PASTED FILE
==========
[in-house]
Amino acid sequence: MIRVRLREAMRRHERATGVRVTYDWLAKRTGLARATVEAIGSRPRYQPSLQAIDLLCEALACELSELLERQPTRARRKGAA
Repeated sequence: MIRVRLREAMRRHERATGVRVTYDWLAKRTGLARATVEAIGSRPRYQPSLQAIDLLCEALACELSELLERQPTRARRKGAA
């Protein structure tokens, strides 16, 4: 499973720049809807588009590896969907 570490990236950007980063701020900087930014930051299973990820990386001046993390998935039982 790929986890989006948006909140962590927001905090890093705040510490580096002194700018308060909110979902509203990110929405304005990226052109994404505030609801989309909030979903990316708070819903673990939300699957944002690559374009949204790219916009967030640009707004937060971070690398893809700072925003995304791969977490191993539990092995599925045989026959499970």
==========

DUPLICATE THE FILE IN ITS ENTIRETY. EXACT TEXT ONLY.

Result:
[in-house]
Amino acid sequence: MIRVRLREAMRRHERATGVRVTYDWLAKRTGLARATVEAIGSRPRYQPSLQAIDLLCEALACELSELLERQPTRARRKGAA
Repeated sequence: MIRVRLREAMRRHERATGVRVTYDWLAKRTGLARATVEAIGSRPRYQPSLQAIDLLCEALACELSELLERQPTRARRKGAA
């Protein structure tokens, strides 16, 4: 499973720049809807588009590896969907 570490990236950007980063701020900087930014930051299973990820990386001046993390998935039982 790929986890989006948006909140962590927001905090890093705040510490580096002194700018308060909110979902509203990110929405304005990226052109994404505030609801989309909030979903990316708070819903673990939300699957944002690559374009949204790219916009967030640009707004937060971070690398893809700072925003995304791969977490191993539990092995599925045989026959499970």